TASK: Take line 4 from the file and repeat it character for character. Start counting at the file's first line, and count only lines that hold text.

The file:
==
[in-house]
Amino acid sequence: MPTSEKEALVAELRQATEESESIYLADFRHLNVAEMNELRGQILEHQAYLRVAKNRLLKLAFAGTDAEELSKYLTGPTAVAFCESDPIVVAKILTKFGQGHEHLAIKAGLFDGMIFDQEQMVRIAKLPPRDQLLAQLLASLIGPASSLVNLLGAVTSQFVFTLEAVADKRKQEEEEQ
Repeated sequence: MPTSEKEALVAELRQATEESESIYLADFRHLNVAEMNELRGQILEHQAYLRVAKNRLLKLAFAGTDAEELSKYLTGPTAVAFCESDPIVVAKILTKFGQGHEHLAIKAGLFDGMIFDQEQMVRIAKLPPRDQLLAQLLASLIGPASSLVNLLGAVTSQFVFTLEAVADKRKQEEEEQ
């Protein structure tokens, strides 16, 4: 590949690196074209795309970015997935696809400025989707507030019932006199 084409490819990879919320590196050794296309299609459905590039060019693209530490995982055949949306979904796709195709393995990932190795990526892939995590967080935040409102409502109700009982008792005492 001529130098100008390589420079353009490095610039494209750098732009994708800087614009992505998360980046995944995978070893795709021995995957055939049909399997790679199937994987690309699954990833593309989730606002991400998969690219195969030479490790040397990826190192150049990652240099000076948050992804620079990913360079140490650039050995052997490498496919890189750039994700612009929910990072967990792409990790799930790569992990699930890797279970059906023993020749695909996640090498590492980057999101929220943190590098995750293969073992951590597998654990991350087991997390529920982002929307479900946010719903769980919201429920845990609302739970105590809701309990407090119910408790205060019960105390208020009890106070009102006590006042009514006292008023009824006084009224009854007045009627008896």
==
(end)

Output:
């Protein structure tokens, strides 16, 4: 590949690196074209795309970015997935696809400025989707507030019932006199 084409490819990879919320590196050794296309299609459905590039060019693209530490995982055949949306979904796709195709393995990932190795990526892939995590967080935040409102409502109700009982008792005492 001529130098100008390589420079353009490095610039494209750098732009994708800087614009992505998360980046995944995978070893795709021995995957055939049909399997790679199937994987690309699954990833593309989730606002991400998969690219195969030479490790040397990826190192150049990652240099000076948050992804620079990913360079140490650039050995052997490498496919890189750039994700612009929910990072967990792409990790799930790569992990699930890797279970059906023993020749695909996640090498590492980057999101929220943190590098995750293969073992951590597998654990991350087991997390529920982002929307479900946010719903769980919201429920845990609302739970105590809701309990407090119910408790205060019960105390208020009890106070009102006590006042009514006292008023009824006084009224009854007045009627008896």